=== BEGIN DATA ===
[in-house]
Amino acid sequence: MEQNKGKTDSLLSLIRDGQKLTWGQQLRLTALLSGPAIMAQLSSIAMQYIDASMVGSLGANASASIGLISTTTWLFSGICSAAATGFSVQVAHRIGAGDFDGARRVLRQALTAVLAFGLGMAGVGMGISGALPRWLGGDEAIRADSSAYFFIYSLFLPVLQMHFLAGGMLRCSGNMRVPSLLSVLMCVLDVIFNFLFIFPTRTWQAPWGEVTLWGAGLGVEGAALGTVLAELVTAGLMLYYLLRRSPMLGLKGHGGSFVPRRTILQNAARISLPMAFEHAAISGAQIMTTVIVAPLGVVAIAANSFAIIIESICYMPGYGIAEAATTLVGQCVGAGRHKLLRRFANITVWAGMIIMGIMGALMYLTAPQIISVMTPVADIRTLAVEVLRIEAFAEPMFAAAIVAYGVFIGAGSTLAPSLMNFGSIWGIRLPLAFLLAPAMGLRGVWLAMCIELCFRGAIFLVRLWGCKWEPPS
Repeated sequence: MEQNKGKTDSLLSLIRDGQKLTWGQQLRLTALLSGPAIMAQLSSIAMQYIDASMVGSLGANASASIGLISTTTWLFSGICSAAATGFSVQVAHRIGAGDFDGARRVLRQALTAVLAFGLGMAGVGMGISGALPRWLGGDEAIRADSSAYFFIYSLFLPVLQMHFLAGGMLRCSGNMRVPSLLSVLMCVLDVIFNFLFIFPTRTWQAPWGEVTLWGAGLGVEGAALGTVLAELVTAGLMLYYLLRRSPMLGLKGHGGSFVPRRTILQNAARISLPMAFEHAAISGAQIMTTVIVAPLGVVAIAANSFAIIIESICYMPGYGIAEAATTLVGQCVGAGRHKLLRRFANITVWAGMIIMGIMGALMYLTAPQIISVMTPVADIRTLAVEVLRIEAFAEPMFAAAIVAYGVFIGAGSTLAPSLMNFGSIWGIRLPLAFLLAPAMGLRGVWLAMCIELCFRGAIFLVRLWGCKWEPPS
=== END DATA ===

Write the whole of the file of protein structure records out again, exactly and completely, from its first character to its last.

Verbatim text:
[in-house]
Amino acid sequence: MEQNKGKTDSLLSLIRDGQKLTWGQQLRLTALLSGPAIMAQLSSIAMQYIDASMVGSLGANASASIGLISTTTWLFSGICSAAATGFSVQVAHRIGAGDFDGARRVLRQALTAVLAFGLGMAGVGMGISGALPRWLGGDEAIRADSSAYFFIYSLFLPVLQMHFLAGGMLRCSGNMRVPSLLSVLMCVLDVIFNFLFIFPTRTWQAPWGEVTLWGAGLGVEGAALGTVLAELVTAGLMLYYLLRRSPMLGLKGHGGSFVPRRTILQNAARISLPMAFEHAAISGAQIMTTVIVAPLGVVAIAANSFAIIIESICYMPGYGIAEAATTLVGQCVGAGRHKLLRRFANITVWAGMIIMGIMGALMYLTAPQIISVMTPVADIRTLAVEVLRIEAFAEPMFAAAIVAYGVFIGAGSTLAPSLMNFGSIWGIRLPLAFLLAPAMGLRGVWLAMCIELCFRGAIFLVRLWGCKWEPPS
Repeated sequence: MEQNKGKTDSLLSLIRDGQKLTWGQQLRLTALLSGPAIMAQLSSIAMQYIDASMVGSLGANASASIGLISTTTWLFSGICSAAATGFSVQVAHRIGAGDFDGARRVLRQALTAVLAFGLGMAGVGMGISGALPRWLGGDEAIRADSSAYFFIYSLFLPVLQMHFLAGGMLRCSGNMRVPSLLSVLMCVLDVIFNFLFIFPTRTWQAPWGEVTLWGAGLGVEGAALGTVLAELVTAGLMLYYLLRRSPMLGLKGHGGSFVPRRTILQNAARISLPMAFEHAAISGAQIMTTVIVAPLGVVAIAANSFAIIIESICYMPGYGIAEAATTLVGQCVGAGRHKLLRRFANITVWAGMIIMGIMGALMYLTAPQIISVMTPVADIRTLAVEVLRIEAFAEPMFAAAIVAYGVFIGAGSTLAPSLMNFGSIWGIRLPLAFLLAPAMGLRGVWLAMCIELCFRGAIFLVRLWGCKWEPPS